People like work that matters. They like to make a difference everyday. One way to help people be more attached to their work is to allow them some authority in their day to day work. Allow people to own the things you give them to work on. Allow them some authority to make decisions and be accountable for their work and support them to take ownership of the tasks you give them. This means when you give the something to do, don’t insist on telling the exactly how to do it. Certainly support your team in the work you give to them, help remove barriers they run into, but don’t insist that the way they go about work is the way you would go about it. This is best accomplished when you don’t make the next mistake and set good expectations.
4. You don’t set good expectations
You know what you want, but do your people know? You think it should be obvious, but have you made it obvious? Sometimes as leaders we forget that our teams may not be privy to all the meetings we are in and information we get everyday. We give them a task that seems clear to us, but we don’t ask our teams to play back to us what they understand that task to be. We assume that they have the same understanding as we do. This can be a huge mistake and leave good people stuck trying to piece together things that are not at all obvious to them. If we have had a really bad day as a leader, we may not be open to questions the team has or get irritated when they ask too many questions about something we have given them. When we do this, it teaches our teams not to ask for clarification. No one likes to be made to feel stupid or less than when they ask a question and it only takes once or twice with you having a bad day or being short to teach your team that you have no tolerance for people that ask questions or try to clarify tasks. This can lead to all kinds of unintended consequences.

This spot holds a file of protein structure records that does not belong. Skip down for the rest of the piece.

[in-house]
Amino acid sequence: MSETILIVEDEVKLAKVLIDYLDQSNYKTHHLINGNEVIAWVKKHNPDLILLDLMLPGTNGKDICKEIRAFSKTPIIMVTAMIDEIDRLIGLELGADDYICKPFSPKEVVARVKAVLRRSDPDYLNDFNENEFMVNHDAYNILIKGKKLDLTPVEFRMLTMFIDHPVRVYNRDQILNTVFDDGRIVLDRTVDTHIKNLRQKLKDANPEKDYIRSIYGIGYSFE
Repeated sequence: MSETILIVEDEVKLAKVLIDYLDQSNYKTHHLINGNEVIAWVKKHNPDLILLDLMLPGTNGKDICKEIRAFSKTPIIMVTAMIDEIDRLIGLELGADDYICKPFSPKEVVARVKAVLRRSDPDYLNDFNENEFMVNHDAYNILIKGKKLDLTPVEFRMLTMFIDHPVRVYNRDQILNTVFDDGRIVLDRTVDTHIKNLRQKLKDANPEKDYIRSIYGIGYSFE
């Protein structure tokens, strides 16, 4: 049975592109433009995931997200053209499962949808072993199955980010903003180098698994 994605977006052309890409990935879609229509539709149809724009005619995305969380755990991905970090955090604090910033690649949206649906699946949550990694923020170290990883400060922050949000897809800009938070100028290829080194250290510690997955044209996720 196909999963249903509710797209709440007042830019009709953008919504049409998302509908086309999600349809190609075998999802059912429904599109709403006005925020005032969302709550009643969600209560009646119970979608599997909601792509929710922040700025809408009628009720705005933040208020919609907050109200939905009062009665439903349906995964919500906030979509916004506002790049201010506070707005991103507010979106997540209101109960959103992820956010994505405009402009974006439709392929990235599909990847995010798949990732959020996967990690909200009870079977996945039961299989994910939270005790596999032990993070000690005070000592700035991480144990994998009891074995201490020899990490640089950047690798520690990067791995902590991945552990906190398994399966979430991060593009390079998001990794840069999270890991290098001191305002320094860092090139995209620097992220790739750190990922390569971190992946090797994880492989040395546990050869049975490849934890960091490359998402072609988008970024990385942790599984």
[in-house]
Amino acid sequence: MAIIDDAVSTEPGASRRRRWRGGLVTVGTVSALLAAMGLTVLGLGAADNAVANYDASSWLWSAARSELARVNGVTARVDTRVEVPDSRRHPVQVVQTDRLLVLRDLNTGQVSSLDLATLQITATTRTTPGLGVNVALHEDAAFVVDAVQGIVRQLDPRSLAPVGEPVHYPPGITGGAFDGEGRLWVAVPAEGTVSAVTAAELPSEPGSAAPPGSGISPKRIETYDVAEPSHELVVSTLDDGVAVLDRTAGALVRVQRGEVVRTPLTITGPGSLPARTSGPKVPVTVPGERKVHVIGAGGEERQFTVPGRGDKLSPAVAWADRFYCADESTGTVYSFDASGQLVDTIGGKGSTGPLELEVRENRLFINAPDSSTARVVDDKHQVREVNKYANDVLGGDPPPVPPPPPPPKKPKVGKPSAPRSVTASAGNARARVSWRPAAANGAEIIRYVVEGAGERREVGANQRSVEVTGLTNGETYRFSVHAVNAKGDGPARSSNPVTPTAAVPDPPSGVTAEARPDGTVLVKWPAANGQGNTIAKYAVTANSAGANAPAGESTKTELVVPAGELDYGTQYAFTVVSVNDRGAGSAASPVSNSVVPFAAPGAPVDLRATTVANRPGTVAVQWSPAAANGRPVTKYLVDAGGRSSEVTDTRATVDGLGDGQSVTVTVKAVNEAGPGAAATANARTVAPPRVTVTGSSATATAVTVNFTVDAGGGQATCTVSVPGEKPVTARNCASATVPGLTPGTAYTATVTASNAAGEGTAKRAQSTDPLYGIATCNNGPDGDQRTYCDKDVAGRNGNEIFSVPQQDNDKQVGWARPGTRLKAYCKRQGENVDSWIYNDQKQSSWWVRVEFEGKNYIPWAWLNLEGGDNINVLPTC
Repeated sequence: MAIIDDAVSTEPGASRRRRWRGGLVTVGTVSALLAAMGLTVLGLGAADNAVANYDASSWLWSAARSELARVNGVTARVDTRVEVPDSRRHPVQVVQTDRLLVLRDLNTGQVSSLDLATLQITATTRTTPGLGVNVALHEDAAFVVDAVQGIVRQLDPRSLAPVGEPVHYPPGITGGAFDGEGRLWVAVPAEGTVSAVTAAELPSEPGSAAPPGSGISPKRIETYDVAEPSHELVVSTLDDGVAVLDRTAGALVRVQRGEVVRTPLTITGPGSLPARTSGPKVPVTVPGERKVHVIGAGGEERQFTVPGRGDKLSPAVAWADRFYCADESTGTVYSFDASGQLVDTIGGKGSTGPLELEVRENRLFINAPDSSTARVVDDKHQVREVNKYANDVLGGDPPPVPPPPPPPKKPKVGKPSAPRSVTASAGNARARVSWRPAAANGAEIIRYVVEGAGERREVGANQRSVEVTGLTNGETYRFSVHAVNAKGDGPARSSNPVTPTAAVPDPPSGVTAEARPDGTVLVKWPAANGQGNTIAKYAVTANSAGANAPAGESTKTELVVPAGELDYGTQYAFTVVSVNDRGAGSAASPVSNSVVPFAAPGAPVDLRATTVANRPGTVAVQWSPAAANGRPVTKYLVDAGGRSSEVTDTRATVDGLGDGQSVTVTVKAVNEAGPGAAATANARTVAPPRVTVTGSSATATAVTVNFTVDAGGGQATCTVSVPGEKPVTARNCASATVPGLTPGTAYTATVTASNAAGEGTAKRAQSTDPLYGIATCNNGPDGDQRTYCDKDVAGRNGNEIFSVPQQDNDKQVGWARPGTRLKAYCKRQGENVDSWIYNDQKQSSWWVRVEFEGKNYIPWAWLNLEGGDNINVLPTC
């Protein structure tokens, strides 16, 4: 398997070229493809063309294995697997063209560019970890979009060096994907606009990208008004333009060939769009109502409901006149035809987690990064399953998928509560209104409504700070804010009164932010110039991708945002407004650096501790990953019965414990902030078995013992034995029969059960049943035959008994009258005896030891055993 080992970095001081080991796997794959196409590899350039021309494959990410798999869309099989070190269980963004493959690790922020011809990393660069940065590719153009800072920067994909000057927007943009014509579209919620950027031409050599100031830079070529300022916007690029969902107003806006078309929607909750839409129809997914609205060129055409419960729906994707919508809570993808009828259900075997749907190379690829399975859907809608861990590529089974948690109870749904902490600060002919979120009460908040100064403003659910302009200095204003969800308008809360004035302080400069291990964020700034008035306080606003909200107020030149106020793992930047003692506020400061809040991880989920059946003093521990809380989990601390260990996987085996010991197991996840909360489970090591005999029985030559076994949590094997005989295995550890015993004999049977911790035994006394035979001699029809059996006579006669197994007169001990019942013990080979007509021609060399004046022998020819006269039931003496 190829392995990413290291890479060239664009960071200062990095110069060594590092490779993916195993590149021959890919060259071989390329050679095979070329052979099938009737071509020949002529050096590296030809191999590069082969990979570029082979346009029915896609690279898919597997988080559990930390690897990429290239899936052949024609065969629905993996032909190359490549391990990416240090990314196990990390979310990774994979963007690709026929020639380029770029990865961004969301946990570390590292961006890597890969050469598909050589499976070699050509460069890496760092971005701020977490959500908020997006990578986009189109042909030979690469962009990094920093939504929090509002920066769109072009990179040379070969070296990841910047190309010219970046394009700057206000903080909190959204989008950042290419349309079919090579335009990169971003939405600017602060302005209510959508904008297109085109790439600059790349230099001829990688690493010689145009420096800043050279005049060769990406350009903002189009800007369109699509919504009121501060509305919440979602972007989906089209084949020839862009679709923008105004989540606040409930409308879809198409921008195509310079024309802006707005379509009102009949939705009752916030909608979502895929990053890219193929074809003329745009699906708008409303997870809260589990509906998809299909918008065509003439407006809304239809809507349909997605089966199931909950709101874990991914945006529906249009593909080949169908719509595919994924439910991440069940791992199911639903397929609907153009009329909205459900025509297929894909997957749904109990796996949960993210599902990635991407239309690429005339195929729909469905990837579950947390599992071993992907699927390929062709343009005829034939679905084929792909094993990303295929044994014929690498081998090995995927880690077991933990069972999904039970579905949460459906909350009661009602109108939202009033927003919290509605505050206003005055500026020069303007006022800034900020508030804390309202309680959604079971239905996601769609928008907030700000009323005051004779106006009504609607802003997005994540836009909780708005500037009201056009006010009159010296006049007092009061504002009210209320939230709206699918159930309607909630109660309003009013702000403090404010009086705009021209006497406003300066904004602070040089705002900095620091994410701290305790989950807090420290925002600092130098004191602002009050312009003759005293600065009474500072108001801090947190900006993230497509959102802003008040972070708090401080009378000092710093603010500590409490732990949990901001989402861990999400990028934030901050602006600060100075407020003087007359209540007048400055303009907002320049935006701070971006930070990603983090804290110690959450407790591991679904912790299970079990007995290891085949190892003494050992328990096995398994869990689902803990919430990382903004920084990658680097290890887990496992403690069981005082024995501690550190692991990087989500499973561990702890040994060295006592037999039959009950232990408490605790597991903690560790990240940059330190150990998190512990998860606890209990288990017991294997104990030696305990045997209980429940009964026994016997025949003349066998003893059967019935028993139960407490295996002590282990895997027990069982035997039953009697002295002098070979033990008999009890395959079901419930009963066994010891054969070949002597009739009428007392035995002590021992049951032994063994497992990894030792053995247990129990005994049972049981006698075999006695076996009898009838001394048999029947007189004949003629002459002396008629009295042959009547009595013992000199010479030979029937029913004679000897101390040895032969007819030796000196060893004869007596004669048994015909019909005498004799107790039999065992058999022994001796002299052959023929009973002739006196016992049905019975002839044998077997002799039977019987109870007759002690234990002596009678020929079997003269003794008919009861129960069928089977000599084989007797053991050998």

5. You don’t know what motivates them
Do you know what makes your team want to come to work? Is it really just the money? Are you sure? If it is just about the money, why do they come to your company versus the one down the street? Think about your position, what keeps you coming to work every day, is it just about the money? Most people find some component of satisfaction in the work they do, in the relationships they have at work, in contributing to a larger goal. Find out what motivates your people, what interests them about the work they are doing. If you can connect what your team is motivated by to jobs and functions you have, you can engage team members in a powerful way.